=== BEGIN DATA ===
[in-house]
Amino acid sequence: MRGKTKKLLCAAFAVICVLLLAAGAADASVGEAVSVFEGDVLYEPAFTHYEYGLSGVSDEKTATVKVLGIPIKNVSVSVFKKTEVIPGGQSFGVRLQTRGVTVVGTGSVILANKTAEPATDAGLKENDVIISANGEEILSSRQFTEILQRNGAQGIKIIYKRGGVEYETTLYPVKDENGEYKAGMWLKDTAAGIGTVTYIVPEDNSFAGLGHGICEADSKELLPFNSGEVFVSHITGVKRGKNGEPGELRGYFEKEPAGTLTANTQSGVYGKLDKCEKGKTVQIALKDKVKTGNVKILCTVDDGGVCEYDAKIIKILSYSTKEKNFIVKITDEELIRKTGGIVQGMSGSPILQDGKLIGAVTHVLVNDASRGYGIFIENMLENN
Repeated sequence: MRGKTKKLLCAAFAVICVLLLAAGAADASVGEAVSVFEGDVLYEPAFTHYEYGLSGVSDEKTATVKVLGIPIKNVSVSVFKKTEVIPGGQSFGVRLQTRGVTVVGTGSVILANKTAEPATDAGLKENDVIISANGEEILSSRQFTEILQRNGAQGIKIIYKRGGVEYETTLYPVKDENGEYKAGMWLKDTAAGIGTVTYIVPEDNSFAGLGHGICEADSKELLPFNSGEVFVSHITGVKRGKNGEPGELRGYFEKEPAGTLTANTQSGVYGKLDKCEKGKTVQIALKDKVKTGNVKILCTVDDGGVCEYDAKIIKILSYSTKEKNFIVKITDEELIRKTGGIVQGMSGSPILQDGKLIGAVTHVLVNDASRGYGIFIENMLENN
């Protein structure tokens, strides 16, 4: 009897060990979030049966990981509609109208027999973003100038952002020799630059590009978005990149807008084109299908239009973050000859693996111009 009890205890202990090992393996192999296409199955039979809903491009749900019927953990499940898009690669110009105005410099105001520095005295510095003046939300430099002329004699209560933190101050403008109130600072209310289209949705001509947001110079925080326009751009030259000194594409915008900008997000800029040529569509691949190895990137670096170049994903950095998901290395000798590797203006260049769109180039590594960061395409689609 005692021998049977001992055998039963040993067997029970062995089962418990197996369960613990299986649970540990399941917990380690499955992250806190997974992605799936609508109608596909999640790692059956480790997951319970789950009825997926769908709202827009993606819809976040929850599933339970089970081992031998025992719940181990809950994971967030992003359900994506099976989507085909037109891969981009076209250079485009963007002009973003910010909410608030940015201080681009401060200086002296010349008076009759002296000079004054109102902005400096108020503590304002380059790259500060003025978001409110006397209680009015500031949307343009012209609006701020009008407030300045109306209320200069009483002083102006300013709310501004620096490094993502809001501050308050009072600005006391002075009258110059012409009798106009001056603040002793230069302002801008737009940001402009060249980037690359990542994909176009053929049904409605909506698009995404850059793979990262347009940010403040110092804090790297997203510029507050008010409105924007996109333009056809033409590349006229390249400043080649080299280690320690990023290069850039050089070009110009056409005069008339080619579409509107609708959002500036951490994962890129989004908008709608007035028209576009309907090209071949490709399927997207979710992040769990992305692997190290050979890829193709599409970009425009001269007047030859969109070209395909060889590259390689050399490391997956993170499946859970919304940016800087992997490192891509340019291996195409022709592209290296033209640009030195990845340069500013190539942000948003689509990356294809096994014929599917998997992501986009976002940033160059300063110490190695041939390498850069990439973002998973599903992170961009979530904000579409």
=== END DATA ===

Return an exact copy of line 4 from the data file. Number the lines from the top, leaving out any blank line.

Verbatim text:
């Protein structure tokens, strides 16, 4: 009897060990979030049966990981509609109208027999973003100038952002020799630059590009978005990149807008084109299908239009973050000859693996111009 009890205890202990090992393996192999296409199955039979809903491009749900019927953990499940898009690669110009105005410099105001520095005295510095003046939300430099002329004699209560933190101050403008109130600072209310289209949705001509947001110079925080326009751009030259000194594409915008900008997000800029040529569509691949190895990137670096170049994903950095998901290395000798590797203006260049769109180039590594960061395409689609 005692021998049977001992055998039963040993067997029970062995089962418990197996369960613990299986649970540990399941917990380690499955992250806190997974992605799936609508109608596909999640790692059956480790997951319970789950009825997926769908709202827009993606819809976040929850599933339970089970081992031998025992719940181990809950994971967030992003359900994506099976989507085909037109891969981009076209250079485009963007002009973003910010909410608030940015201080681009401060200086002296010349008076009759002296000079004054109102902005400096108020503590304002380059790259500060003025978001409110006397209680009015500031949307343009012209609006701020009008407030300045109306209320200069009483002083102006300013709310501004620096490094993502809001501050308050009072600005006391002075009258110059012409009798106009001056603040002793230069302002801008737009940001402009060249980037690359990542994909176009053929049904409605909506698009995404850059793979990262347009940010403040110092804090790297997203510029507050008010409105924007996109333009056809033409590349006229390249400043080649080299280690320690990023290069850039050089070009110009056409005069008339080619579409509107609708959002500036951490994962890129989004908008709608007035028209576009309907090209071949490709399927997207979710992040769990992305692997190290050979890829193709599409970009425009001269007047030859969109070209395909060889590259390689050399490391997956993170499946859970919304940016800087992997490192891509340019291996195409022709592209290296033209640009030195990845340069500013190539942000948003689509990356294809096994014929599917998997992501986009976002940033160059300063110490190695041939390498850069990439973002998973599903992170961009979530904000579409």